There was little joy in Mudville, or in Winston-Salem or Greensboro,
for that matter Tuesday night. The Triad's baseball referendum -- touted
as the area's best chance to land a Major League Baseball franchise --
had struck out with the voters.
Within three hours of the polls closing, votes were nearly all counted
in both counties, and the news was bad for baseball backers. Of the 83,392
persons casting votes in Guilford, 67 percent were against the tax; only
33 percent were in favor.
"This vote means baseball won't be coming to the Triad area,"
said Don Beaver, the Hickory businessman who is trying to bring baseball
to North Carolina as a team owner.
"For me, that's very sad," Beaver said. "We're going
to keep our eyes on the main objectives, which is to get Major League Baseball
in North Carolina."
But the issue drew 32 percent of the county's 260,000 registered votes,
a strong turnout for a primary election.
Opponents of the baseball tax were jubilant Tuesday night.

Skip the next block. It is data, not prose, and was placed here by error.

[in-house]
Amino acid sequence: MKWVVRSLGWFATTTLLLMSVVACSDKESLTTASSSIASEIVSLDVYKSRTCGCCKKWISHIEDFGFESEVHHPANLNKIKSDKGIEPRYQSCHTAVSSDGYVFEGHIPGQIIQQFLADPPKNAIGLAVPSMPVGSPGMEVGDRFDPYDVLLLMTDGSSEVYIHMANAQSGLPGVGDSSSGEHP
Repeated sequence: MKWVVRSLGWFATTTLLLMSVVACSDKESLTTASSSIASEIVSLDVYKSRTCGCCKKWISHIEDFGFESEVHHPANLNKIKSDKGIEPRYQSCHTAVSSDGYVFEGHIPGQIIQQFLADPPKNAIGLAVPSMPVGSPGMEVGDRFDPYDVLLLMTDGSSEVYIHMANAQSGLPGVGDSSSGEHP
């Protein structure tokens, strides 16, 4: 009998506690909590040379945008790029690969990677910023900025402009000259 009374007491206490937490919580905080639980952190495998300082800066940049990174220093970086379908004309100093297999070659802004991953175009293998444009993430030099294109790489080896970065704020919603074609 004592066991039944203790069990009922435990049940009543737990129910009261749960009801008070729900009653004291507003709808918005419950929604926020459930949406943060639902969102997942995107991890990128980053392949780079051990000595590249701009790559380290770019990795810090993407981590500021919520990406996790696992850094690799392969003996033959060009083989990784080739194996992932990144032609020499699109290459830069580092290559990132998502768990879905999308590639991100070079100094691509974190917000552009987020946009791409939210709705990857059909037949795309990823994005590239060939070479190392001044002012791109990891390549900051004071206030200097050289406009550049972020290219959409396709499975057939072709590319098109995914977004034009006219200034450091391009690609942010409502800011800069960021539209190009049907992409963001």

"I think it was the most remarkable day in that little people,
little old ladies and young people, black and white, people of all educational
backgrounds, silently protested what they considered an unfair use of tax
money," said 66-year-old Edie Jones of Greensboro. She had volunteered
to campaign against the tax, making about 200 phone calls during the past
"The one prevailing thing is, 'Why should we support rich people?'"
she asked. "If they want to play ball, why should we pay for it?"
In Forsyth County, with 101 of 102 precincts counted, the baseball referendum
lost 59 percent to 41 percent.
To win approval, a majority of voters in both counties would have had
to have agreed to the 1 percent prepared-foods tax on all meals served
in restaurants and a 50-cent tax on baseball tickets.